De Lille won't back down against DA

2019-04-23 21:49
Patricia de Lille. Picture: Adrian de Kock/Netwerk24/Gallo Images

Patricia de Lille, leader of the Good Party, has accused the DA of trying to tarnish her and her party's name, and therefore seeks relief urgently in the High Court in the Western Cape to interdict her former political party. 

This is the latest in a continued spat between the DA and De Lille.

Good party secretary general Brett Herron filed an answering affidavit to the court, responding to the DA's claims that it had not contravened any electoral laws when it said De Lille was fired from her post as the mayor of Cape Town.

The Electoral Commission of South Africa (IEC) last week ordered the DA to "cease and desist" from saying De Lille was fired, and also ordered the DA to publicly apologise to De Lille within three days, but this has not happened.

The DA opted to take that decision on review, on the basis that "that the IEC lacked any legal power to issue such a directive, the inconsistency and a lack of impartiality on the part of the IEC, and because it was wrong to uphold the complaint on its merits," said Mike Moriarty, the DA's Principle Representative of the Party Liaison Committee on the IEC.

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At a media briefing in Cape Town on Tuesday, Maimane confirmed they had taken the matter on review.

He challenged the semantics of the use of the term "fired" and said the IEC could not make "arbitrary" judgments.

"It will end up at the Electoral Court. To us, we are not worried about that. We will see everyone in court."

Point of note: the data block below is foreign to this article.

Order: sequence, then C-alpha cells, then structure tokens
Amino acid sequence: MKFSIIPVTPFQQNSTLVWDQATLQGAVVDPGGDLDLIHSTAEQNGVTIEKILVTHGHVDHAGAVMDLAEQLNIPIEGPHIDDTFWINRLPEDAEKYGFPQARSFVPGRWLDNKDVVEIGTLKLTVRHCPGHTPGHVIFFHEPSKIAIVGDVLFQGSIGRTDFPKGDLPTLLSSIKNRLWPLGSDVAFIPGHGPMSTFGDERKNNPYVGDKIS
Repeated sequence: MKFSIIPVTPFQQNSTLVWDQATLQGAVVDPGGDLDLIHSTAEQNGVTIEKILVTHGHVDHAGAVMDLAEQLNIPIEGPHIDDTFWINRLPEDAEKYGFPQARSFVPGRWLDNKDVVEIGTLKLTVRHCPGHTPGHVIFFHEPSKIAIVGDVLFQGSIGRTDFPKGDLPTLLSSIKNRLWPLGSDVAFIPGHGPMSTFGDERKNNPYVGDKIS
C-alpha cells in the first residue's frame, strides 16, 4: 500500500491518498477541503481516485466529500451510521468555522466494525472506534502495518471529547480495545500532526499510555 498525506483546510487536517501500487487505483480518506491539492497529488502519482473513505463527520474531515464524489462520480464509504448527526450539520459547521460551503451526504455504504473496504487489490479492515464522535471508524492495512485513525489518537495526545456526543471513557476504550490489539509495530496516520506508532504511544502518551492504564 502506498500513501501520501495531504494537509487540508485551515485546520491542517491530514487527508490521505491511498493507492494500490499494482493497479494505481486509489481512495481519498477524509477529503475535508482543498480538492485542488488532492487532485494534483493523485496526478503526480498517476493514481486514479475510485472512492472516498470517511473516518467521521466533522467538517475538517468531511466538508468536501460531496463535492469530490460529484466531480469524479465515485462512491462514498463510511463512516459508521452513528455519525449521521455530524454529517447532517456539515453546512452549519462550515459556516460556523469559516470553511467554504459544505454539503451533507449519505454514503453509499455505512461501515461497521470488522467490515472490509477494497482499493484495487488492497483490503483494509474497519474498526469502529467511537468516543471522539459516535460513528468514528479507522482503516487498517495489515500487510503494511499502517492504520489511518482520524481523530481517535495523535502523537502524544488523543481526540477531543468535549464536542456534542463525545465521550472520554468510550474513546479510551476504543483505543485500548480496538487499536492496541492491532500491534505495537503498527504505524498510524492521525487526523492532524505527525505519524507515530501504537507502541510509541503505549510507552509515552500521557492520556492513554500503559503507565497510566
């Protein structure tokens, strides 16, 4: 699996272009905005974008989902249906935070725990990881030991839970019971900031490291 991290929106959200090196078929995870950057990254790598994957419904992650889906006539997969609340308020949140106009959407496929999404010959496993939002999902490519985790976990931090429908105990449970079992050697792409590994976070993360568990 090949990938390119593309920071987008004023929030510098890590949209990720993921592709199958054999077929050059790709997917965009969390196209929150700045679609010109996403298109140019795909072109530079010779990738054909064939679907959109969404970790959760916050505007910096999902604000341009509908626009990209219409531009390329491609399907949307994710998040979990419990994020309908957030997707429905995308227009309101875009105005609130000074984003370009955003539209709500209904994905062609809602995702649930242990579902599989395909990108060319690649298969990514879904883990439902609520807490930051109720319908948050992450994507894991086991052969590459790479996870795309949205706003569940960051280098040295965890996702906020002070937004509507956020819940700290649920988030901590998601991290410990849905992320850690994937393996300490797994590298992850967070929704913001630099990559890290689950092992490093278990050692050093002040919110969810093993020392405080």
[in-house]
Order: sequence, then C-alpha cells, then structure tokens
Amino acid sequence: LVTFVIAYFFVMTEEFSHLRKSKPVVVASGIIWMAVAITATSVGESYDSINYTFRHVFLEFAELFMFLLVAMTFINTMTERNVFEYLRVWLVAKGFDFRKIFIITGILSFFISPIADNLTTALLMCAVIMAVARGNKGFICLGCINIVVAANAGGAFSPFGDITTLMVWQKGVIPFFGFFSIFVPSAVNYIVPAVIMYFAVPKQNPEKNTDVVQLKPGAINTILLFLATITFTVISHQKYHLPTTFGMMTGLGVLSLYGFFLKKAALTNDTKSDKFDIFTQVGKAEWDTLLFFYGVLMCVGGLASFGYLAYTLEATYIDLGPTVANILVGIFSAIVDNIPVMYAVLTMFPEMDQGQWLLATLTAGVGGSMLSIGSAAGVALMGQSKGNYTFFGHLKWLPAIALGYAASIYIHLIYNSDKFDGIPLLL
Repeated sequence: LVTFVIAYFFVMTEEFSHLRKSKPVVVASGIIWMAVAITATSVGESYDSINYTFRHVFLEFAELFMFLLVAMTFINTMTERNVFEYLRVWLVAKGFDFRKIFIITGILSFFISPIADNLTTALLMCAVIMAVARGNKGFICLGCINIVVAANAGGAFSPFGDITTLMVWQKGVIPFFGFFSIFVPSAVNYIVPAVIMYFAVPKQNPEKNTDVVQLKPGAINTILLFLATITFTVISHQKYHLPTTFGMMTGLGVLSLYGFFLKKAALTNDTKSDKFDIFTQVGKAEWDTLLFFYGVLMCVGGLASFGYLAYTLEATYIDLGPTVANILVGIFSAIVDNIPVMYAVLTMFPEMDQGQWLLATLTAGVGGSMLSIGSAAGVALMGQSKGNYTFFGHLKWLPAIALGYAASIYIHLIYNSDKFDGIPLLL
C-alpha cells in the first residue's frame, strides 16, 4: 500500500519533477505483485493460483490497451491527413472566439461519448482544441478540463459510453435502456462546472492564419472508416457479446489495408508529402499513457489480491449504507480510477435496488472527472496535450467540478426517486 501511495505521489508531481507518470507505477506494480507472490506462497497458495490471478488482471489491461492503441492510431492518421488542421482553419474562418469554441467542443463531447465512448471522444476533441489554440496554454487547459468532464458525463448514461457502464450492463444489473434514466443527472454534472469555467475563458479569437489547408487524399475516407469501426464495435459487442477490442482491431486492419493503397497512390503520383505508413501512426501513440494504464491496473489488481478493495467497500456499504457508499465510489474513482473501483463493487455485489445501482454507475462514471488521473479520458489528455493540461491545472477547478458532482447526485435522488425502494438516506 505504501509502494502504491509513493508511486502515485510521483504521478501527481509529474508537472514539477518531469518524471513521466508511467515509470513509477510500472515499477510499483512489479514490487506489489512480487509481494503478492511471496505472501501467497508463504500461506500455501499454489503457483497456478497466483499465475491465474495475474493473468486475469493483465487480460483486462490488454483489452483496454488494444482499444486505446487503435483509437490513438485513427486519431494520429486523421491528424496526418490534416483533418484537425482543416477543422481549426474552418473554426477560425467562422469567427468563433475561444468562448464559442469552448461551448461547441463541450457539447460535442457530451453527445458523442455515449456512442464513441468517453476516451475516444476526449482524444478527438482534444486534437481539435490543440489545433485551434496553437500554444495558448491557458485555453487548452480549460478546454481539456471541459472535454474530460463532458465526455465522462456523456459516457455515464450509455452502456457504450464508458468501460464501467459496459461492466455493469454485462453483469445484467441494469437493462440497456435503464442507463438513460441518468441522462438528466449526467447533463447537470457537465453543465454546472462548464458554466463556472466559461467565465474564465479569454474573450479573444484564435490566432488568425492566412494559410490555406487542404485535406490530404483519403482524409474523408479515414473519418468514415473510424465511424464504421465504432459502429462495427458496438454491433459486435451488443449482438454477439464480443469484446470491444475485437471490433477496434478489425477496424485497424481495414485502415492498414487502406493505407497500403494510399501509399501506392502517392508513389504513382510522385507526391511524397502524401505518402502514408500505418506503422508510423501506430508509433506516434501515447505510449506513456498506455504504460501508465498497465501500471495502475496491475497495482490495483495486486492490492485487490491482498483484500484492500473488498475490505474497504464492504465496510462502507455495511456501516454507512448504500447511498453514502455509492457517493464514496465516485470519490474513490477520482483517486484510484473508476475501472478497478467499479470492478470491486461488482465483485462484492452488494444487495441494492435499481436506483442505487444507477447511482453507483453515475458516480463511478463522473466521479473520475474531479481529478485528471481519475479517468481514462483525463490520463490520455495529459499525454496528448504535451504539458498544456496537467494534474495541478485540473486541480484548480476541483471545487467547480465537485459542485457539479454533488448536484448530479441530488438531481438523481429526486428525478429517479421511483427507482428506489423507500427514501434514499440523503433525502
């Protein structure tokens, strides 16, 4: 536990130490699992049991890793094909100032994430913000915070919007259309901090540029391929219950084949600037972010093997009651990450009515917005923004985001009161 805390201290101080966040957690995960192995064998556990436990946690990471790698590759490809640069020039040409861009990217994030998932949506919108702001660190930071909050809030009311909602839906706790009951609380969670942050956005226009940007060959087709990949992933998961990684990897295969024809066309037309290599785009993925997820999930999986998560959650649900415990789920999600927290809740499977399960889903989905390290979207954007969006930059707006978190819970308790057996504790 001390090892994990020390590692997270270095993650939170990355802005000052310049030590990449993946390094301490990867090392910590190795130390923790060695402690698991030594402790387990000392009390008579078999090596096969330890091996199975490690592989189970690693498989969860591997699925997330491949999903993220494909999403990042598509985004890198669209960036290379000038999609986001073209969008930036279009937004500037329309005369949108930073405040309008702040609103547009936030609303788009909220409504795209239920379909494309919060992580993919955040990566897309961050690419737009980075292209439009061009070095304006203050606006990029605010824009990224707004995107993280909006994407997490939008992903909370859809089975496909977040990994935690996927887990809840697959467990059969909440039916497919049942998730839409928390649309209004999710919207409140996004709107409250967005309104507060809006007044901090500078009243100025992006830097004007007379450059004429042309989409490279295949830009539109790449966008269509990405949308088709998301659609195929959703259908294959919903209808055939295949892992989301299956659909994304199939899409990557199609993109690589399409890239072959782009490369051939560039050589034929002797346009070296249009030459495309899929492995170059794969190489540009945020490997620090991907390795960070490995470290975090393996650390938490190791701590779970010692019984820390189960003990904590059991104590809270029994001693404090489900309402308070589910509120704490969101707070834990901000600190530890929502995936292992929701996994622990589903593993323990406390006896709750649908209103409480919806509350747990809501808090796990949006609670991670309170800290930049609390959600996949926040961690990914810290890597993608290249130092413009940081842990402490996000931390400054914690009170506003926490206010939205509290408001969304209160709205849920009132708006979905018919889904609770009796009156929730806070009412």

Herron said that the DA's decision to oppose the interdict and placing the reliance of its case on "notorious facts" were untrue.

"It was the DA who wanted the disciplinary charges [against De Lille] withdrawn and entered into a settlement agreement in July 2018," said Herron.

In his papers, Herron claims that DA leader Mmusi Maimane approached him in order to present job offers ranging from MEC, Member of Parliament and Premier Candidate to De Lille, all of which she allegedly declined.

Moriarty has, however hit back at the IEC, and urged it to not "allow itself to be used as a political football for Ms De Lille's naked attempts at relevance in this election".

"Our country desperately needs change that rids itself of corruption and builds One South Africa for All," added Moriarty.

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Moriarty also accused the IEC of inconsistency "where there have been clear prima facie violations by political parties" and said it had not paid any attention to complaints the DA has previously raised.

Such complaints was against the ANC for allegedly inciting violence in Alexandra "for narrow and dangerous electioneering".

Patricia de Lille also submitted confirmatory affidavit to the High Court on Herron's assertions.


Read more on: da  |  iec  |  patricia de ­lille  |  politics

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